But many investors stand to lose out on potentially significant
gains by cashing out 401(k)s when leaving jobs
To provide a more complete picture of retirement savings, Fidelity also studied the combined balance for investors who hold both a 401(k) and Individual Retirement Account (IRA) with the firm3. For these investors, the combined 401(k)/IRA average balance is
However, Fidelity’s analysis also revealed a concerning statistic: more than one third (35 percent) of all participants cashed out their 401(k) balances when leaving their job in 20134. The trend is highest for younger participants ages 20 to 39 – those with the greatest opportunity to build long-term wealth due to their extended savings horizon – as 4 in 10 (41 percent) cashed out. With the average cash out value at nearly
“People with a 401(k) who change jobs have a critical decision to make: take the quick cash, or keep the balance in their existing plan or roll it over into another tax-advantaged account, two options that may provide them considerable income in retirement,” said
The consequences of cashing out a 401(k) may be significant. For example, a hypothetical 30-year-old who cashes out
There are alternatives to cashing out a 401(k) that provide investors investment flexibility. They include keeping the balance in a former employer’s plan7, rolling-in balances to a new employer’s plan if eligible, or rolling-over balances into an IRA. In doing so, investors preserve their opportunity to build long-term positive outcomes by keeping their assets in a tax-advantaged retirement savings account.
“Cashing out is tempting, especially in times of transition like changing jobs,” said MacDonald. “That’s why we work closely with thousands of employers to help educate employees on both the cost of cashing out as well as the tremendous opportunity for growth by remaining invested.”
Educational Guidance Helping Millions of
Fidelity offers educational help to all investors. As part of its workplace participant experience, Plan for Life, participants have access to educational help at every stage of their career. In 2013, Fidelity conducted nearly 4 million workplace guidance sessions, a 57 percent increase over 2012, and delivered more than 200 million communications across numerous channels – electronic, print, smartphone app, podcast and video. In addition, usage of Web tools more than doubled last year.
The company provides guidance through easy-to-understand online tools, from telephone representatives, over smartphones and tablets, in workshops, and at our more than 180 investor centers nationwide. It also posts educational content to its NetBenefits® Library for workplace plan participants, as well as Viewpoints on Fidelity.com about market insights, investing ideas, trading and personal finance, including a new article on the impact of cashing out a 401(k).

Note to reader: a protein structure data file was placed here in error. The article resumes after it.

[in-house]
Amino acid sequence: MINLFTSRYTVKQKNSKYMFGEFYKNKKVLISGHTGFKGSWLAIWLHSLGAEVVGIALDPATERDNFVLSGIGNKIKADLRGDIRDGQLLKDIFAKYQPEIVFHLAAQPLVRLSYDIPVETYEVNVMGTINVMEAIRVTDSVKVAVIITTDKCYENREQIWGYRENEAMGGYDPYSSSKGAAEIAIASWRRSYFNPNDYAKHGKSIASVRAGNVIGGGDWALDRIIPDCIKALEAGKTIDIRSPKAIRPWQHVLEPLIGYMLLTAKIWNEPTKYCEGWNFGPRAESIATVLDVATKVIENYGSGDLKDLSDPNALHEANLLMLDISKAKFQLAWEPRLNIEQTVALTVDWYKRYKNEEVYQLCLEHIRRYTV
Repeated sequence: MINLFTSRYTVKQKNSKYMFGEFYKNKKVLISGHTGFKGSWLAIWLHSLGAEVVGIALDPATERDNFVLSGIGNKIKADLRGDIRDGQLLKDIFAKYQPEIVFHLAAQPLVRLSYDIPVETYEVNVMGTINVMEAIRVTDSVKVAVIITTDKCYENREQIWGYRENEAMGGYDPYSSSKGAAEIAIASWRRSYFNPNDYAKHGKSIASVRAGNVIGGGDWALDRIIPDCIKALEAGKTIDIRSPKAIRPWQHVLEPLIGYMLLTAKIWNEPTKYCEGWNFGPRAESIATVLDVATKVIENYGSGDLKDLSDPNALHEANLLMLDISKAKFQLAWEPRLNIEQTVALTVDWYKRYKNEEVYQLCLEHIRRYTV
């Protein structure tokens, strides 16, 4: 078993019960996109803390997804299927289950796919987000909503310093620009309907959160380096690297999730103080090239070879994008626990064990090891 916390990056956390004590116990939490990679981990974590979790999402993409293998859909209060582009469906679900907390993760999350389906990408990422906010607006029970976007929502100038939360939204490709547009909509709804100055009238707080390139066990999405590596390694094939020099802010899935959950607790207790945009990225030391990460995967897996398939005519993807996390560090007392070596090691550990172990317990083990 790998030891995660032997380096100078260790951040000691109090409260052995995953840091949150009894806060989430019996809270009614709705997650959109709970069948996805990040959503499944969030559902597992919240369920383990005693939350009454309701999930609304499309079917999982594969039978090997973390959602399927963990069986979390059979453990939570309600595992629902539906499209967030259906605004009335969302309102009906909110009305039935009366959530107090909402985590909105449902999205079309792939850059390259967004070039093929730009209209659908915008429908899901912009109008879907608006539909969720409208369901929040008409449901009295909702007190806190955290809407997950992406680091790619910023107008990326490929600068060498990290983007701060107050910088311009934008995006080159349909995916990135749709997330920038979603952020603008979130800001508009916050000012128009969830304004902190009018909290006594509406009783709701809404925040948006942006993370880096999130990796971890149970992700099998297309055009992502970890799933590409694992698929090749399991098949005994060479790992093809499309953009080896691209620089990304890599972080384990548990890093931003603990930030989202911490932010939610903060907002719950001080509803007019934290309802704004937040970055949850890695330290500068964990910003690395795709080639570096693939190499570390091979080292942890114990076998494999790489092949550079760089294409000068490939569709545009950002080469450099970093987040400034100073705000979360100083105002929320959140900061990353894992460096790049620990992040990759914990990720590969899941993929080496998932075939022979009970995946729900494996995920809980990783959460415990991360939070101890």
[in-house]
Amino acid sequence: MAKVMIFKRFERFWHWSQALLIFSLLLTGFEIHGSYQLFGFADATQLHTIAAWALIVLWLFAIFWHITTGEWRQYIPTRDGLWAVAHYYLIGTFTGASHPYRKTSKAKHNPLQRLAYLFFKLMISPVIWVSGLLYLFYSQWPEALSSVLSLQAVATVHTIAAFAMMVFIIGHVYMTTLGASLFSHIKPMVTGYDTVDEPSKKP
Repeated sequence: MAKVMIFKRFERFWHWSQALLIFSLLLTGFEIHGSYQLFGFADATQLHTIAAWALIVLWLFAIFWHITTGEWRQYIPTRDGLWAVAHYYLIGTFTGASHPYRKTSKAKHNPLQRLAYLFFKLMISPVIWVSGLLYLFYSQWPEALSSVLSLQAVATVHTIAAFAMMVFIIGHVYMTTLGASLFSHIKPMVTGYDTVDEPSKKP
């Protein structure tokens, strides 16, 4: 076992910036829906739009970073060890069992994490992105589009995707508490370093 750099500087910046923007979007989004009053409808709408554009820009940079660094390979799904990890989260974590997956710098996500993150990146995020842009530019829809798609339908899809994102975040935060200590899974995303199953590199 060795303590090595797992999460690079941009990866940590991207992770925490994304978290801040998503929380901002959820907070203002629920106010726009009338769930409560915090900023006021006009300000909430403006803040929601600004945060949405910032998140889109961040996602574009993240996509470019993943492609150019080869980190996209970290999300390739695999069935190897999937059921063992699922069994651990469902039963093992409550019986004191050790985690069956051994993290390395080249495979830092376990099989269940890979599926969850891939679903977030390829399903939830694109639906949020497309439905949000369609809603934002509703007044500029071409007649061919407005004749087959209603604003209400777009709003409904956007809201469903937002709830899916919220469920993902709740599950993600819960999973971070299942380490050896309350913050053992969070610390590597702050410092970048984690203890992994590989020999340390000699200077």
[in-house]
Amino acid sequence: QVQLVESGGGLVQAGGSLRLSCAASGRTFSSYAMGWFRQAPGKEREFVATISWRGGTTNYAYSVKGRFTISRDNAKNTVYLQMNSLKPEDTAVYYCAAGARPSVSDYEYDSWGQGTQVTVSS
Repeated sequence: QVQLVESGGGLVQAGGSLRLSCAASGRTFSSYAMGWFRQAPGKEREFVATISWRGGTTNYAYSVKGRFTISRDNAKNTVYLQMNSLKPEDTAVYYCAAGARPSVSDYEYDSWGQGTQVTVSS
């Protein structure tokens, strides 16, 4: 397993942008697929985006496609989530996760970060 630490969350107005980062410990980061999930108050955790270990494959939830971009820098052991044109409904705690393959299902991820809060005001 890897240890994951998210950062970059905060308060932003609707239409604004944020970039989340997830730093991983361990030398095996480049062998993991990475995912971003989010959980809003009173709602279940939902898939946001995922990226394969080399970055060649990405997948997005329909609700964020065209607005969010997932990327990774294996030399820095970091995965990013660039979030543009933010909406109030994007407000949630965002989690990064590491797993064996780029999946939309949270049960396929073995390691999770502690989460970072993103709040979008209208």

Media-Ready Infographics Available
Fidelity has media-ready infographics depicting the taxes and penalties associated with cashing out a 401(k) (see image) and the average combined 401(k)/IRA balance by age (see image).
About Fidelity Investments
Fidelity Investments is one of the world’s largest providers of financial services, with assets under administration of
Keep in mind that investing involves risk. The value of your investment
will fluctuate over time and you may gain or lose money.
Diversification does not ensure a profit or protect against a loss.
Past performance is no guarantee of future results.
Fidelity Investments Institutional Services Company, Inc.
1 This statement is based on the results of a combination of independent media surveys. Fidelity was ranked first in DC assets under administration as of
2 All data in this announcement are as of
3 The combined population of investors who hold both 401(k) (or 403(b)) and IRA balances at Fidelity is 1,078,227. These individuals consist of those actively employed as well as those terminated from their 401(k)/403(b) plan sponsor. Only a subset of these individuals made contributions into their IRAs and/or 401(k)/403(b) plans in 2013. Excluded are individuals in Fidelity’s own employee plans, as well as those in the advisor-sold channel. Additionally, many workplace plan participants presumably have IRAs that are not serviced by Fidelity, and these balances are not reflected.
4 Participant left employer
5 This hypothetical example assumes an annual real return of 4.7% and systematic withdrawal payments from retirement age 67 through death age 93. All values are expressed in today’s dollars (i.e. inflation is not included). Balance at retirement age 67 would have been
6 Each individual’s tax implications are dependent on their personal tax rate and state or residence. This hypothetical scenario assumes a 20% withheld tax rate.
7 Available to investor only if plan rules permit this option.